In your interest.
Online Personal Finance Magazine
No beating about the bush.
The day after Moneylife exposed how the Association of Mutual Funds in India (AMFI) was dilly-dallying for over five months on whether trail commission would continue to be paid to the old distributor even after a customer has walked away, the fund lobby has decided to ask for a new vote on the issue. All chiefs of asset management companies got an email on Tuesday afternoon asking them to vote on three questions—whether the trail commission of a departing customer: a. should be paid to the old distributor; b. should be paid to the new distributor; c: should not be paid at all. Funds are supposed to vote a simple yes/no to each of the three questions.
It may be recalled that yesterday we had reported on the fact that there is continuing confusion about who gets the trail commission in a mutual fund transaction, where a client has moved away from one distributor to another. The confusion persists to this day, due to the inability of the fund lobby, AMFI, to implement the decision, by vote of hand, of its own members not to pay trail commission to the old distributor.
About five months ago, AMFI formed a committee with representatives from ICICI Prudential and Birla Sun Life to decide on who should be getting the trail commission. The committee argued that that the original trail should be there for life even if the client has shifted. There were major objections to this idea. In principle, trail commission is paid for maintenance of an account, not for acquisition. For acquisition of clients, fund companies were paying upfront commissions. If a distributor was not maintaining the account, there was no reason for him to get paid anymore.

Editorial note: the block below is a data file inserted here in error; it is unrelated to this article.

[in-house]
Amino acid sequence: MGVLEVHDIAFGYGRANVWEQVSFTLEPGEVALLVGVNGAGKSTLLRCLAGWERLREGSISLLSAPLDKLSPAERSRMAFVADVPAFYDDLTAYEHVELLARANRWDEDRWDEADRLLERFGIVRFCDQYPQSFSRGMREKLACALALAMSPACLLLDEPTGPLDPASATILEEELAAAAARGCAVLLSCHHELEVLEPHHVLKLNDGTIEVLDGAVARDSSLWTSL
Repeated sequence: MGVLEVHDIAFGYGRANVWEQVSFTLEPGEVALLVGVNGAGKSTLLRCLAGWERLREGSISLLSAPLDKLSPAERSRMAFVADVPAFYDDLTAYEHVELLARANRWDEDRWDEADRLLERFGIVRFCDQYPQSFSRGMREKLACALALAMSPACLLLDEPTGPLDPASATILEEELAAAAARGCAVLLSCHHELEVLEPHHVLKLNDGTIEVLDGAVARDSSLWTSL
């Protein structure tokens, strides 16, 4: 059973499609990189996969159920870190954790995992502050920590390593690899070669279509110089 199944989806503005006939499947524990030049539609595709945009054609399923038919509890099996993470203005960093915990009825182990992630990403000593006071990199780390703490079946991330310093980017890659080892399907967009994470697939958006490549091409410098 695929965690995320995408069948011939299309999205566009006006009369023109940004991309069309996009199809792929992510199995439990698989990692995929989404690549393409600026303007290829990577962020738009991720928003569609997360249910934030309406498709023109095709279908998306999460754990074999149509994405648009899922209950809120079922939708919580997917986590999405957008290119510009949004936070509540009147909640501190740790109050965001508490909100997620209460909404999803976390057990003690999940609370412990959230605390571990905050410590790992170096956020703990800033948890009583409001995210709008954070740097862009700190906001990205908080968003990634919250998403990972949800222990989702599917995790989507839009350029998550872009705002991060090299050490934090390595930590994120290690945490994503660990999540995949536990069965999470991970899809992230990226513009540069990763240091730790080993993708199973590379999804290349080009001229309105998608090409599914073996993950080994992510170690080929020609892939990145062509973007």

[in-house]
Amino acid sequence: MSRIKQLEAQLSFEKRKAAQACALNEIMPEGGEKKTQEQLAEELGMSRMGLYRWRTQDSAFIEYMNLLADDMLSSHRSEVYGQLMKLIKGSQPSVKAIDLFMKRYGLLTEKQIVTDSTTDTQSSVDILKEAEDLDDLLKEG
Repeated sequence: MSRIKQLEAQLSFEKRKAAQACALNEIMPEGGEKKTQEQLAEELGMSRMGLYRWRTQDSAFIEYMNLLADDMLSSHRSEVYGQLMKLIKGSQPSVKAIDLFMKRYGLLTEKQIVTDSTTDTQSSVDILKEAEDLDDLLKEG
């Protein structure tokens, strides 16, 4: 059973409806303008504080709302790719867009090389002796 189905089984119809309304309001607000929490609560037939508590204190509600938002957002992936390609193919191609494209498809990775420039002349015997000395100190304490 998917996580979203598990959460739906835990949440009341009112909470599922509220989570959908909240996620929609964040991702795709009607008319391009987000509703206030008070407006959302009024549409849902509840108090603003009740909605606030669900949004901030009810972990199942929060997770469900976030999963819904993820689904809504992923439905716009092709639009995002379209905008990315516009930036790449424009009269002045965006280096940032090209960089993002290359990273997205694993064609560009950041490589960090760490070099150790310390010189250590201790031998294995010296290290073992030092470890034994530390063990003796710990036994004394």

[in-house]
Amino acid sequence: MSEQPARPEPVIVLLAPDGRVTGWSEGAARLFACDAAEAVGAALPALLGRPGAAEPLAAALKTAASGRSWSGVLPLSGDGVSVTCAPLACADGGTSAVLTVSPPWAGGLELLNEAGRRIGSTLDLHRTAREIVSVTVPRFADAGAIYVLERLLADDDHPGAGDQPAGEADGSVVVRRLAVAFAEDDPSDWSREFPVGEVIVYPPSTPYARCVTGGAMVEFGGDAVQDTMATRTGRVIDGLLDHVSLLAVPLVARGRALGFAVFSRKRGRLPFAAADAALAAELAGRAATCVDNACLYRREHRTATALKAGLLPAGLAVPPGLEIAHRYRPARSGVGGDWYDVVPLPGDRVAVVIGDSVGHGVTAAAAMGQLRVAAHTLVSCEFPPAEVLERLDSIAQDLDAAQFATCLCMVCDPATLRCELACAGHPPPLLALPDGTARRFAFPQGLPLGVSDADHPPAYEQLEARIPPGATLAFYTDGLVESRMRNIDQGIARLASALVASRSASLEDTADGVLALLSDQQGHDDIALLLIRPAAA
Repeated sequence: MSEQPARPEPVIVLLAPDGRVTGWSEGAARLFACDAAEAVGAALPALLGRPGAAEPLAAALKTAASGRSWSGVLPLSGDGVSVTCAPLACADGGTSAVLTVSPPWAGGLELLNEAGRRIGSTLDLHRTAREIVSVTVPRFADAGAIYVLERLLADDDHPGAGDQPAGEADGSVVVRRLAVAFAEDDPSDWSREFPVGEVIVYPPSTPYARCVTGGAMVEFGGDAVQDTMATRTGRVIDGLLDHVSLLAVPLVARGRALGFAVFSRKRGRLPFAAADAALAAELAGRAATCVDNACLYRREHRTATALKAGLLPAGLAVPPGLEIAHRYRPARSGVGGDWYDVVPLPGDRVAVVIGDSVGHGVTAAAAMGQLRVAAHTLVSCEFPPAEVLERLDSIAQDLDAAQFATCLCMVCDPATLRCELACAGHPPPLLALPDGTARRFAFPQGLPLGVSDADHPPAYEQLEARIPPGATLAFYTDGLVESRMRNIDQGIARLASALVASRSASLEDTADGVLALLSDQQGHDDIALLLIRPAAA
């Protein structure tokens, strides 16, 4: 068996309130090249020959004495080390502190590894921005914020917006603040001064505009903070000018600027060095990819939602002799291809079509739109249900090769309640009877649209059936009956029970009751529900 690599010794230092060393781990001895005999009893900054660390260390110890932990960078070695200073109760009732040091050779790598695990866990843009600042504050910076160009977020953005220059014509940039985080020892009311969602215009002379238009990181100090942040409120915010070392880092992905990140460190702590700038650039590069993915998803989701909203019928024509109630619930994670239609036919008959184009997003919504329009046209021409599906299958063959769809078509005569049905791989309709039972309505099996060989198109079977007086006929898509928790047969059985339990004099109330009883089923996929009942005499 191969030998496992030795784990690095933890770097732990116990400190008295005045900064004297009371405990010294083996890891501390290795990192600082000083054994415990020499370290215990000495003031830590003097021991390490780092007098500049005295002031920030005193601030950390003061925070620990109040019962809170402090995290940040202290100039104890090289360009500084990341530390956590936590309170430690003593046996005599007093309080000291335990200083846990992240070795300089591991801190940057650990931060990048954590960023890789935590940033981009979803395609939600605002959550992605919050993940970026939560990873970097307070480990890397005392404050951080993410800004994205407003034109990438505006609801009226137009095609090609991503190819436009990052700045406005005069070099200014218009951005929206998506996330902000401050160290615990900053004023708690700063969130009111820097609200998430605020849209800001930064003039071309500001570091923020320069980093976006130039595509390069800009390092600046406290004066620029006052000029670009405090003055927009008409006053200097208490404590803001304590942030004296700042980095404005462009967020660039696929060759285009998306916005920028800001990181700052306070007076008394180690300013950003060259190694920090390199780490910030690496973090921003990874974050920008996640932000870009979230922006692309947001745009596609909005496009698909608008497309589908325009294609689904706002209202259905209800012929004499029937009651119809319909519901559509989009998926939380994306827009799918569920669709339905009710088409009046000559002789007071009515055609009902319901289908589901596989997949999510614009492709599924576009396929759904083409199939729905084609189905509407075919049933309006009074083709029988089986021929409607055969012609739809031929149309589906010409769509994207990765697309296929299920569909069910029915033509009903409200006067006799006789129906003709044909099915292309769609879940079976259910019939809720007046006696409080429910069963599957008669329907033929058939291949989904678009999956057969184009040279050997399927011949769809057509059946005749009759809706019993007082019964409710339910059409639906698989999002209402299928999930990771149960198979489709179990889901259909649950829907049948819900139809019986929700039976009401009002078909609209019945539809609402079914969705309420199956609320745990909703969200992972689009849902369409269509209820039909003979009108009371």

The decision was debated and put to a hand of vote. It appeared that 11 funds voted in favour of the committee’s flawed decision while 17 were against. However, till date, this has not been implemented. Later, there was a lot of pressure on CEOs who voted for trail commission termination, to take back their vote.
Today’s email asks the funds to vote again on the idea. When Moneylife asked one of the CEOs why should AMFI ask its members to vote again on something that was roundly defeated, one of the CEOs replied, “It’s all a farce. I am not sure what AMFI wants to achieve and whether it will be implemented this time.” What is also a mystery is why are some funds so keen to keep paying commissions to the old distributor, which not only seems illogical but patently anti-investor. It is the investors’ money that is being paid out and it’s unjust to pay his money to a distributor he has decided to walk away from. However, this is precisely what some large funds are supporting